Alex Kemman is a cultural anthropologist and criminologist interested in the invisible processes of power. His long-term photography projects relate to development issues, water politics, human rights and ecology.
This project was supported by Message in a Photo, the Postcode Lottery Fund for Journalists, the Fund for Special Journalistic Projects and an Earth Investigations Program grant from Journalismfund.eu.
NIJMEGEN, Netherlands — The waters of the Waal River flow freely once again near this city on the Dutch-German border. Semi-wild horses patrol its banks. At a time when many rivers in Europe are blocked by dams, irrigation canals and other infrastructure, over-managed to the point of no longer flowing where they naturally would, the Waal has been undergoing restoration projects to reestablish natural flooding patterns and free flow.
Throughout Europe, one small step at a time, critical links between natural ecosystems that have been eroded by the infrastructure of human society are being intentionally re-naturalized and restored so they can operate freely once again. It’s a process that is often invisible unless you know where to look.
In the middle of the pandemic in 2020, after the European Parliament voted to support the European Green Deal — a landmark piece of legislation that will allocate billions of euros to lower emissions and support biodiversity — I set off from the Netherlands on the first of several journeys by motorbike to explore how nature can be better connected on a continent crowded with human activity. I focused on “eco-corridors” and “ecoducts” — passages and areas that allow animals and natural ecosystems to navigate a changing climate and human infrastructure — in Germany, Belgium, France, Switzerland and Italy.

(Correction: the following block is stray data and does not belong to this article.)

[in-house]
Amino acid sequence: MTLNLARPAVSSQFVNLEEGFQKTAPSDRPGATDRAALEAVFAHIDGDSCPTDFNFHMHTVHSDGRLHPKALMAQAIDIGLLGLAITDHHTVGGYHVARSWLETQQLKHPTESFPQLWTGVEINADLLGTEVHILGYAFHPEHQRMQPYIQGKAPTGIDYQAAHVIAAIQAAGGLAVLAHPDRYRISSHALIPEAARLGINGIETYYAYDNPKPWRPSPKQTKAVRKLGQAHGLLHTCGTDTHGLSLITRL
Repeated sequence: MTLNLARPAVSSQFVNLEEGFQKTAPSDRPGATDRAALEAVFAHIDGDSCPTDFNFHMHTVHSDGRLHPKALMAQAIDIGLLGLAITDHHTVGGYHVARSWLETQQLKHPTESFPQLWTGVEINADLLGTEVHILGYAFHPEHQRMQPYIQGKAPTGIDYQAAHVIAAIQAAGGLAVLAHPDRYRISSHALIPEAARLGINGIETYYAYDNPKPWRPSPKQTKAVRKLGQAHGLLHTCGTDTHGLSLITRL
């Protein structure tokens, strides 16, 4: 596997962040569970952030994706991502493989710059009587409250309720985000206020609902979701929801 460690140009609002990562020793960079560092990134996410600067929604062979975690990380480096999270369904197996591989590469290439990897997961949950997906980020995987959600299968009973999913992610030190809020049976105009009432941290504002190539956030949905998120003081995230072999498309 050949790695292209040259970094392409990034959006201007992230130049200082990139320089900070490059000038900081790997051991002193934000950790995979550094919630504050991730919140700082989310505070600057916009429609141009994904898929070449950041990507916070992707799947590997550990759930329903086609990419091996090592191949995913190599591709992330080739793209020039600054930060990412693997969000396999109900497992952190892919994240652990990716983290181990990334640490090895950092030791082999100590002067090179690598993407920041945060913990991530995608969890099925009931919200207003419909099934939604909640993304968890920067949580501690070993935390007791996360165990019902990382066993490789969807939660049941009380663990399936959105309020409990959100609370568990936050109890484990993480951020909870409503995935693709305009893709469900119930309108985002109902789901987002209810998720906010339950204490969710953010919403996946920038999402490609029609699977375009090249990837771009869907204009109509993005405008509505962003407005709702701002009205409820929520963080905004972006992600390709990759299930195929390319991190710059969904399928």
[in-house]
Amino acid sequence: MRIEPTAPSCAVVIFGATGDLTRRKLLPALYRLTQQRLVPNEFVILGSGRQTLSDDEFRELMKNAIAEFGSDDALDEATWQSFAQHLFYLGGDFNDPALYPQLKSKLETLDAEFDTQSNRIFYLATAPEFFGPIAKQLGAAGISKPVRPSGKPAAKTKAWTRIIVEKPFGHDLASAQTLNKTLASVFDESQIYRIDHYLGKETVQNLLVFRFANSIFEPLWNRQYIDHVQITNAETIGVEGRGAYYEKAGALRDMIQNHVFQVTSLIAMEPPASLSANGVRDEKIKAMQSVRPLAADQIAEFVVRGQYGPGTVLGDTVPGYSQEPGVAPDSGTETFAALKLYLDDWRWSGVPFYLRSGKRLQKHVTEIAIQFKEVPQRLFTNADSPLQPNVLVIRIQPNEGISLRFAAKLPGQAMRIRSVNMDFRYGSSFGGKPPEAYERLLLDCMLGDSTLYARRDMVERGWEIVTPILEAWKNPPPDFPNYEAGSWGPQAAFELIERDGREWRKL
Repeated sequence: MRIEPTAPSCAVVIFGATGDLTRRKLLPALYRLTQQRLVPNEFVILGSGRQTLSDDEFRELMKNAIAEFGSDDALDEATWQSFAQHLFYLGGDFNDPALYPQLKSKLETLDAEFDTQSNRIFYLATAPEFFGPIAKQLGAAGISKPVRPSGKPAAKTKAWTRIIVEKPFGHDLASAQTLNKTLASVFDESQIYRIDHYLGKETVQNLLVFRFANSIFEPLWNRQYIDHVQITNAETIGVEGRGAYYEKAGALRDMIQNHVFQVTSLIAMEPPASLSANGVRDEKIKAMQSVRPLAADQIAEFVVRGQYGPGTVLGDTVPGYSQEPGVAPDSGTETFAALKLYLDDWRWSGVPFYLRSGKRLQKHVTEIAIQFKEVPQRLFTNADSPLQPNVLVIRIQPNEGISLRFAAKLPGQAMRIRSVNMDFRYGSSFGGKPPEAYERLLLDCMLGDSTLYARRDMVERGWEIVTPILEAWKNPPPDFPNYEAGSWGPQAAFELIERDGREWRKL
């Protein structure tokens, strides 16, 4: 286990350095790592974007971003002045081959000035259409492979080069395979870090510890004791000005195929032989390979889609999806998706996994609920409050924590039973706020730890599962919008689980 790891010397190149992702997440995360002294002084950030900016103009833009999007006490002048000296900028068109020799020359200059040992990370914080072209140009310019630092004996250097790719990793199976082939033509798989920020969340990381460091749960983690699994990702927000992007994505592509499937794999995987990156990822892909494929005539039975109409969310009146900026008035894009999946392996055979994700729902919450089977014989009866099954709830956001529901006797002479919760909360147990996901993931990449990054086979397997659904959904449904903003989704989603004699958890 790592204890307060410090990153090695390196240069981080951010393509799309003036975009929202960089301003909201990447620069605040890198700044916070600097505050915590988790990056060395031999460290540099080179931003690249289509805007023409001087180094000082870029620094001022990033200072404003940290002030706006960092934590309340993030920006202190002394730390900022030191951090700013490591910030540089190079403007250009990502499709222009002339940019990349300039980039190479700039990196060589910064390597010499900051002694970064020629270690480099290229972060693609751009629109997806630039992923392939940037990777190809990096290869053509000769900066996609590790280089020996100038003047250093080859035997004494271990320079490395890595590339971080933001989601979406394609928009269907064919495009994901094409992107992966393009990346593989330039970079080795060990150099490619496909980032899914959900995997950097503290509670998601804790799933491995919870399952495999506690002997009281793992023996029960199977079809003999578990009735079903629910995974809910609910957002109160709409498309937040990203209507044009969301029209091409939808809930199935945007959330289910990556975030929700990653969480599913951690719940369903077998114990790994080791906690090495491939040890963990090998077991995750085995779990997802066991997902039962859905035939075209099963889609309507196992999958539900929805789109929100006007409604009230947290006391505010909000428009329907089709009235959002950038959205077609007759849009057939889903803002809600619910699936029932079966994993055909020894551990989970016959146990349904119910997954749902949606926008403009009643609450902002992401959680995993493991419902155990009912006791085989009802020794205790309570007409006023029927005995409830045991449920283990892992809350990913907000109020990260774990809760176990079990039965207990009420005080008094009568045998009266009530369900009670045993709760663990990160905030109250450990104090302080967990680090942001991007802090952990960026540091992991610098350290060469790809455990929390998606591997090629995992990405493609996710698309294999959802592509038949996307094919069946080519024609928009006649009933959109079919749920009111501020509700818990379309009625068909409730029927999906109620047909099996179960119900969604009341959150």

There is no explicit connection between the European Green Deal and eco-corridors. There should be. From grand protected areas like natural parks to humble tunnels below roads, these spaces are crucial for a myriad of species, many of which are endangered.
These photos document what I saw of humans taking a step back to allow nature to flourish anew — but also, in some places, of humans constructing infrastructure specifically for nonhuman use. Focusing on the fringes of nature and civilization — on the borders between humans and nonhumans — the images evoke mixed feelings about our relationship with nature. I was saddened by how fragmented nature is, but also struck by the beauty of humans building complex structures to support nature.
Most of all, I wanted to investigate how our fragmented continent might look if connected by natural corridors, and what role EU policies might play in establishing these links now and in the future.